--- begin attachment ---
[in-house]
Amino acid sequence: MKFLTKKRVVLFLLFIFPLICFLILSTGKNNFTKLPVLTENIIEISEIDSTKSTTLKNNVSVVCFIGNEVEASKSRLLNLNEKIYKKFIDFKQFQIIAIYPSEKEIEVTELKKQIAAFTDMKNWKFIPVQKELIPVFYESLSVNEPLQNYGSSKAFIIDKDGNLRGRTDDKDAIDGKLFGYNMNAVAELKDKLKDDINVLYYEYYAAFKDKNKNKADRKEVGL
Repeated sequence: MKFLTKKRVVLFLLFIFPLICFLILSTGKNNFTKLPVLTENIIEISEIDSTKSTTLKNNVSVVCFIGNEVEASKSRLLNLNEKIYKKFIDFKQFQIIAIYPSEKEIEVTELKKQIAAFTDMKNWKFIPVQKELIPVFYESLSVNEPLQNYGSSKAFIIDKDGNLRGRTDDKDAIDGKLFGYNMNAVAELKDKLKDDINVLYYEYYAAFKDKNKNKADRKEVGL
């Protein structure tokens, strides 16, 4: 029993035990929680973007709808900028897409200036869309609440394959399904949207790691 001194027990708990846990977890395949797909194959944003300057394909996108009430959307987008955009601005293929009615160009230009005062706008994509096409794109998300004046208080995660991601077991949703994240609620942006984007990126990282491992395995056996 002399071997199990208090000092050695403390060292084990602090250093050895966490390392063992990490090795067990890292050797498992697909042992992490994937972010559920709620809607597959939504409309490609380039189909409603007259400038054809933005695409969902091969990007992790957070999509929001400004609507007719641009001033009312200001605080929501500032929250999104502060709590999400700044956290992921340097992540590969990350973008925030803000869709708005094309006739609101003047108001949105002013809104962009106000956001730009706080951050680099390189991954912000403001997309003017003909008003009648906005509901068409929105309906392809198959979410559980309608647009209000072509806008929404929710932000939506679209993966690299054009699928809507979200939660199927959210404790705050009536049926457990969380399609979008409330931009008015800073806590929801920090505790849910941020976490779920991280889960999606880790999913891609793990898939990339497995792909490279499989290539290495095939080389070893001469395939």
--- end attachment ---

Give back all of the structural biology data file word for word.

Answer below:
[in-house]
Amino acid sequence: MKFLTKKRVVLFLLFIFPLICFLILSTGKNNFTKLPVLTENIIEISEIDSTKSTTLKNNVSVVCFIGNEVEASKSRLLNLNEKIYKKFIDFKQFQIIAIYPSEKEIEVTELKKQIAAFTDMKNWKFIPVQKELIPVFYESLSVNEPLQNYGSSKAFIIDKDGNLRGRTDDKDAIDGKLFGYNMNAVAELKDKLKDDINVLYYEYYAAFKDKNKNKADRKEVGL
Repeated sequence: MKFLTKKRVVLFLLFIFPLICFLILSTGKNNFTKLPVLTENIIEISEIDSTKSTTLKNNVSVVCFIGNEVEASKSRLLNLNEKIYKKFIDFKQFQIIAIYPSEKEIEVTELKKQIAAFTDMKNWKFIPVQKELIPVFYESLSVNEPLQNYGSSKAFIIDKDGNLRGRTDDKDAIDGKLFGYNMNAVAELKDKLKDDINVLYYEYYAAFKDKNKNKADRKEVGL
């Protein structure tokens, strides 16, 4: 029993035990929680973007709808900028897409200036869309609440394959399904949207790691 001194027990708990846990977890395949797909194959944003300057394909996108009430959307987008955009601005293929009615160009230009005062706008994509096409794109998300004046208080995660991601077991949703994240609620942006984007990126990282491992395995056996 002399071997199990208090000092050695403390060292084990602090250093050895966490390392063992990490090795067990890292050797498992697909042992992490994937972010559920709620809607597959939504409309490609380039189909409603007259400038054809933005695409969902091969990007992790957070999509929001400004609507007719641009001033009312200001605080929501500032929250999104502060709590999400700044956290992921340097992540590969990350973008925030803000869709708005094309006739609101003047108001949105002013809104962009106000956001730009706080951050680099390189991954912000403001997309003017003909008003009648906005509901068409929105309906392809198959979410559980309608647009209000072509806008929404929710932000939506679209993966690299054009699928809507979200939660199927959210404790705050009536049926457990969380399609979008409330931009008015800073806590929801920090505790849910941020976490779920991280889960999606880790999913891609793990898939990339497995792909490279499989290539290495095939080389070893001469395939």